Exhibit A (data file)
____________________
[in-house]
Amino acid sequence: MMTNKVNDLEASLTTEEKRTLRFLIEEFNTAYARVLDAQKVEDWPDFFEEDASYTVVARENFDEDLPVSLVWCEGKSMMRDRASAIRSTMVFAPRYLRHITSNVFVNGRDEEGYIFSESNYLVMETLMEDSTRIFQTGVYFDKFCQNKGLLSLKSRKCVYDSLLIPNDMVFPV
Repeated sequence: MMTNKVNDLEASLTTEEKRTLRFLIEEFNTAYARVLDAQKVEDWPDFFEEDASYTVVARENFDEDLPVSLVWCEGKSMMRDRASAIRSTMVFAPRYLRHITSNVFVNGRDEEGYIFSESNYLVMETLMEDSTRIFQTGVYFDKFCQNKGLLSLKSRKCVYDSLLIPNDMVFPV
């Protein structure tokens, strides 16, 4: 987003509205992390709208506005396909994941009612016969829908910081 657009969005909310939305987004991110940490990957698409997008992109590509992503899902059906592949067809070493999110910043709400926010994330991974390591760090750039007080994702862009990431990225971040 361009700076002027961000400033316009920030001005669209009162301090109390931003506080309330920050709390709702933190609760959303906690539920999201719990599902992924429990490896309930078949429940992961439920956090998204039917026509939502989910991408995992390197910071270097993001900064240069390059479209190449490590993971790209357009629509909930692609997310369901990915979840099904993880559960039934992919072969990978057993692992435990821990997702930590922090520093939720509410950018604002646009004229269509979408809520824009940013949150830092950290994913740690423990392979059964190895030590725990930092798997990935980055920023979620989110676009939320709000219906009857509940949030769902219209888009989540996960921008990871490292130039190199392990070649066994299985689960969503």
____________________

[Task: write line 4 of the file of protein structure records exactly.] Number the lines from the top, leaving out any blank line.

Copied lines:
């Protein structure tokens, strides 16, 4: 987003509205992390709208506005396909994941009612016969829908910081 657009969005909310939305987004991110940490990957698409997008992109590509992503899902059906592949067809070493999110910043709400926010994330991974390591760090750039007080994702862009990431990225971040 361009700076002027961000400033316009920030001005669209009162301090109390931003506080309330920050709390709702933190609760959303906690539920999201719990599902992924429990490896309930078949429940992961439920956090998204039917026509939502989910991408995992390197910071270097993001900064240069390059479209190449490590993971790209357009629509909930692609997310369901990915979840099904993880559960039934992919072969990978057993692992435990821990997702930590922090520093939720509410950018604002646009004229269509979408809520824009940013949150830092950290994913740690423990392979059964190895030590725990930092798997990935980055920023979620989110676009939320709000219906009857509940949030769902219209888009989540996960921008990871490292130039190199392990070649066994299985689960969503």